Home

July 28, 2015

Gurdaspur terror attack: Time to dust up the KPS Gill doctrine to deal with it

 
The terrorist attack in Gurdaspur, which at the time of writing was still to be brought to a successful conclusion, proves two things: one, Pakistan is keen to revive terrorism in Punjab even while stoking it again in Jammu & Kashmir; and two, the Indian government should stop believing that appeasement as a strategy works with either the terrorists or their Pakistani sponsors.
Terrorism was killed in Punjab by KPS Gill’s strong retaliatory tactics against Khalistani killers; it is being emboldened again now by the weak Akali response to latent Sikh militancy. The Akalis are shamelessly playing Sikh identity politics and have done everything to communalise issues relating to the hanging of two convicted Khalistani terrorists – Balwant Singh Rajoana, sentenced to death for the assassination of former Punjab CM Beant Singh, and Devinder Pal Singh Bhullar, convicted for acts of terror in Delhi and elsewhere.
Both of them should have been hanged long ago. The delay is costing us lives. It is also time to polish up the Gill Doctrine, the doctrine that killed terrorism in Punjab in the 1990s.
While Bhullar’s death sentence was commuted to life by the Supreme Court for reasons related to delays in his execution, Rajoana’s execution has been delayed thanks to pressure from Punjab politicians. The BJP, which partners the Akalis in Punjab, has been muted in its response to calls for executing Rajoana. Even Congress politicians have been weak-kneed about hanging Rajoana and Bhullar even though it was their CM who was killed by the terrorists.
If today the hanging of yet another terror convict – Yakub Menon, for his role in the 1993 Mumbai blasts – is hanging fire and being politicised and communalised, it is because the centre has been unable to follow the law and execute Rajoana and Bhullar in time, not to speak of the three killers of Rajiv Gandhi, who might actually end up walking free after a commutation of their death sentence.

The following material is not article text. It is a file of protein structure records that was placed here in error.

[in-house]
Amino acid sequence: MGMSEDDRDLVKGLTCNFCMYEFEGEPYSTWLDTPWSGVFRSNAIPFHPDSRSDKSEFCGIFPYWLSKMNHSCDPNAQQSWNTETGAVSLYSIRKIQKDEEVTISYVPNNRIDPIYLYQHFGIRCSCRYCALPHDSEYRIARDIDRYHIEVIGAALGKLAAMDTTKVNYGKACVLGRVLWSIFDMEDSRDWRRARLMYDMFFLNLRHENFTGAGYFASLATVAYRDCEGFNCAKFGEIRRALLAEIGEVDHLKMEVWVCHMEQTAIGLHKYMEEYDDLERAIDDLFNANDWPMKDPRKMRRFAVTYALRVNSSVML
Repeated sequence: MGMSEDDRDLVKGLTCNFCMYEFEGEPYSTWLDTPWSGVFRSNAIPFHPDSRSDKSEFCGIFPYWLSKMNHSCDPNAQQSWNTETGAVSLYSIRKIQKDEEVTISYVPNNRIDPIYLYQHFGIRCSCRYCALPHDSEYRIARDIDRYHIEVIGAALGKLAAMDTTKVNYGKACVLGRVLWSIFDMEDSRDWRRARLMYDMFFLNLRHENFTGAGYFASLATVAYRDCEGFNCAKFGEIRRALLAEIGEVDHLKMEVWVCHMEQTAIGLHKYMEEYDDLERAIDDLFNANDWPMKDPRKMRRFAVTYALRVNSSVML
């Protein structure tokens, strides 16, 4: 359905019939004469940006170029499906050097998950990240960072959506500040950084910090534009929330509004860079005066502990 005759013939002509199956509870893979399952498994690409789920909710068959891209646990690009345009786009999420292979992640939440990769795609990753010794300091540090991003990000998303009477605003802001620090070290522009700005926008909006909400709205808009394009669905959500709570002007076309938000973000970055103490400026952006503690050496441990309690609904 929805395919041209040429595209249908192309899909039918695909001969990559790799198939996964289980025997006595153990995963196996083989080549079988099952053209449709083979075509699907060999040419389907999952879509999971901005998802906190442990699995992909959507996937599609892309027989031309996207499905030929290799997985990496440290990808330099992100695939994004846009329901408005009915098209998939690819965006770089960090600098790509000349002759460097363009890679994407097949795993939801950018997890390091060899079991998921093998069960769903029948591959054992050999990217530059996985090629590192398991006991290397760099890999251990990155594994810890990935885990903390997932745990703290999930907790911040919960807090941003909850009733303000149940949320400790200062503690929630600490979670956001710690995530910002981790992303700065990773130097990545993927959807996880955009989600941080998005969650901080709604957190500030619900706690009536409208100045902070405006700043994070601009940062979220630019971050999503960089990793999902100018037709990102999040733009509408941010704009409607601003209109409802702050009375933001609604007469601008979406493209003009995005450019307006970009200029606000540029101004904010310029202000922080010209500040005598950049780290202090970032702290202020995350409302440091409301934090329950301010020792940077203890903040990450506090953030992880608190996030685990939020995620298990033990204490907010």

India cannot afford to be a weak state when it comes to executing terrorists. The three templates from which it can draw the right lessons are the Indira Gandhi response to the killing of Indian diplomat Ravindra Mhatre in Birmingham in 1984 by Kashmiri separatists who demanded the release of Mohammad Maqbool Butt, then awaiting execution for terrorist acts. As soon as Mhatre was killed, Indira rejected the mercy petition of Butt and he was hanged. Earlier, Kashmiri separatists were emboldened by the Farooq Abdullah government’s inability to deal with rising militancy in the valley.The second template was the NDA government’s decision to release three terrorists in return for the safety of the 176 passengers aboard a hijacked Indian Airlines plane that was taken to Kandahar in 1999. As public pressure for the return of the passengers was built up in India, the Vajpayee government caved in and released three terrorists – Mushtaq Ahmed Zargar, Omar Saeed Shaikh, and Maulana Masood Azhar. Since their release the three have been boosting terrorism against India, and have also been implicated in some global terrorists acts, including the murder of journalist Daniel Pearl and the 9/11 attack on the Twin Towers.